The most impressive and best preserved of the Khmer temples is the one that gave the whole complex its name: Angkor Wat, the beautiful apotheosis of Khmer architecture, and the world’s largest religious monument. It was built at the beginning of the 12th century by King Suryavarman II (reigned 1112–52), who dedicated it to the Hindu god Vishnu, making sure that its dimensions were suitably grand for the divine patron.
Like all the other major monuments at Angkor, the 65.5-meter (215-foot) -high complex represents the Hindu/Buddhist universe. The central shrines symbolize Mt. Meru, the mythical home of the Hindu gods, and the moats represent the seven oceans that surround Mt. Meru. The three-tiered central pyramid itself rises in four concentric enclosures opening to the west, with terraces decorated with images of Hindu deities, many of which have lost their heads to looters.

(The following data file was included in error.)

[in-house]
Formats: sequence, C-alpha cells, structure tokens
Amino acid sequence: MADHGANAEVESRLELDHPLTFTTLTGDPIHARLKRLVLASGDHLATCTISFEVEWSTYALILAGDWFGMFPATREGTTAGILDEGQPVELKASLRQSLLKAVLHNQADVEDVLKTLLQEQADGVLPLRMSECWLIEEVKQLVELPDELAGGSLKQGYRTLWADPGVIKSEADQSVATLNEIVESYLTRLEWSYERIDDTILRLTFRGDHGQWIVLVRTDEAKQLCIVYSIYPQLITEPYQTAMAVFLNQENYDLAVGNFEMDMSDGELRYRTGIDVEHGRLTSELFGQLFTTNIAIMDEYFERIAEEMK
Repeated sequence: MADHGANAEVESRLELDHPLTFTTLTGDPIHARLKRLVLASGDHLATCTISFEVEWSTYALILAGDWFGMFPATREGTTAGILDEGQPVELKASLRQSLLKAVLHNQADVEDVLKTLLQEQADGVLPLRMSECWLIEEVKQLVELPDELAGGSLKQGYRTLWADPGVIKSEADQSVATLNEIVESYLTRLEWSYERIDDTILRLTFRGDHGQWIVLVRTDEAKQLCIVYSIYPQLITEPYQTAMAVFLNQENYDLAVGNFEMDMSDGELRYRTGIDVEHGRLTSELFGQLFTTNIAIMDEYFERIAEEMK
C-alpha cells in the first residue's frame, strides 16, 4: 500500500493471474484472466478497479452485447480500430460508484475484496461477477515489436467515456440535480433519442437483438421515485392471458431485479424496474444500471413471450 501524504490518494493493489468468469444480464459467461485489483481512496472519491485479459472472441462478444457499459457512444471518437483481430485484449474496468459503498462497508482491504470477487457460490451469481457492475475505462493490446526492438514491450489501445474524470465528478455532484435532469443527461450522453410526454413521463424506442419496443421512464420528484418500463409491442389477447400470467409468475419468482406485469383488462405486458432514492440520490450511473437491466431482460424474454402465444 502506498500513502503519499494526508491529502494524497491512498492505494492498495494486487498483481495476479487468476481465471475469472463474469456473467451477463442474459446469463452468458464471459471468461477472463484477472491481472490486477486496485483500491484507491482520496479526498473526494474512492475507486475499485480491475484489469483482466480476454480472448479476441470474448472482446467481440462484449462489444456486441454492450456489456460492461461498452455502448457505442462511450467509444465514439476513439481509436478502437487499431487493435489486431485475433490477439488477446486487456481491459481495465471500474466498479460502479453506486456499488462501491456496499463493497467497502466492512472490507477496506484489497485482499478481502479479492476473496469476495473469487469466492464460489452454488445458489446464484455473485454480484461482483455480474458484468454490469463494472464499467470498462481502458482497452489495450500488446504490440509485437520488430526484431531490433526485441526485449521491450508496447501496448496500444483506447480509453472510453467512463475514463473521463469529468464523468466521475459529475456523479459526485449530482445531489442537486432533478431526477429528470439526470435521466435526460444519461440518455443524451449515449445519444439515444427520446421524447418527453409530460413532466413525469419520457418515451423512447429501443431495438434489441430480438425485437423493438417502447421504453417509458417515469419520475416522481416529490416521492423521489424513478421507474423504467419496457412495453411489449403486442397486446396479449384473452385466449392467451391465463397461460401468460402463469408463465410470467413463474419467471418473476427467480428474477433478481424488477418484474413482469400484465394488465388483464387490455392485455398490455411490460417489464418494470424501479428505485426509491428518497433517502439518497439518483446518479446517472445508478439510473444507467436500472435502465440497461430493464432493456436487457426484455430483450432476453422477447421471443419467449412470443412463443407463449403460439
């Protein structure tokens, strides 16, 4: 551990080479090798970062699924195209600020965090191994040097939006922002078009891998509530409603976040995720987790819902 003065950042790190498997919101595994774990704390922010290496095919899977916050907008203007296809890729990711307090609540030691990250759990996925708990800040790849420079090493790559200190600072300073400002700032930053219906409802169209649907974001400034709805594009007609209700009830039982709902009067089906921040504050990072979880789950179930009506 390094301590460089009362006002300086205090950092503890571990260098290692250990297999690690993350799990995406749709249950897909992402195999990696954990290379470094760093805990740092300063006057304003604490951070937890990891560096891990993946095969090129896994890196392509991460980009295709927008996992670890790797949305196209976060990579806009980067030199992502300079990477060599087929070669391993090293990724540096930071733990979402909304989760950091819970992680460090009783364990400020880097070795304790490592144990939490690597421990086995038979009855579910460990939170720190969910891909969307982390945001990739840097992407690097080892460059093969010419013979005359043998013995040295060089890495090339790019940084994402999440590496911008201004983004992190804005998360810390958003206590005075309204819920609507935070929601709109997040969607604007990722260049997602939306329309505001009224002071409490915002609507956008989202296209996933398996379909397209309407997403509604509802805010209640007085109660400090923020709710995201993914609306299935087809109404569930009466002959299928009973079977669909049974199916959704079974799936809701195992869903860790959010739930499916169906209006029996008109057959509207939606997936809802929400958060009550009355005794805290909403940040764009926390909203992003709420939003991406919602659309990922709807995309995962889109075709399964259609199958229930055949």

More impressive than the statues, towers, and the sheer size of the temple is the extensive bas-relief work that covers its walls, especially the scenes on its outer front wall depicting epic battles of Hindu mythology, an audience given by the king, and the creation of the world. On top of that, there are nearly 2,000 apsara—celestial female dancers—scattered throughout the temple complex. Two libraries flank the ancient Hindu temple.
Money saving tips
Angkor Wat permit – Everyone needs a permit to enter the Angkor temples unless you are Cambodian or related to a Cambodian. A 1 day is $20 USD, 3 day is $40 USD, and 7 day is $60 USD.
See the sunset the night before – Your Angkor ticket gives you access to the complex starting at 5:00 PM on the previous day. Use this time to catch the phenomenal sunset at Phnom Bakheng.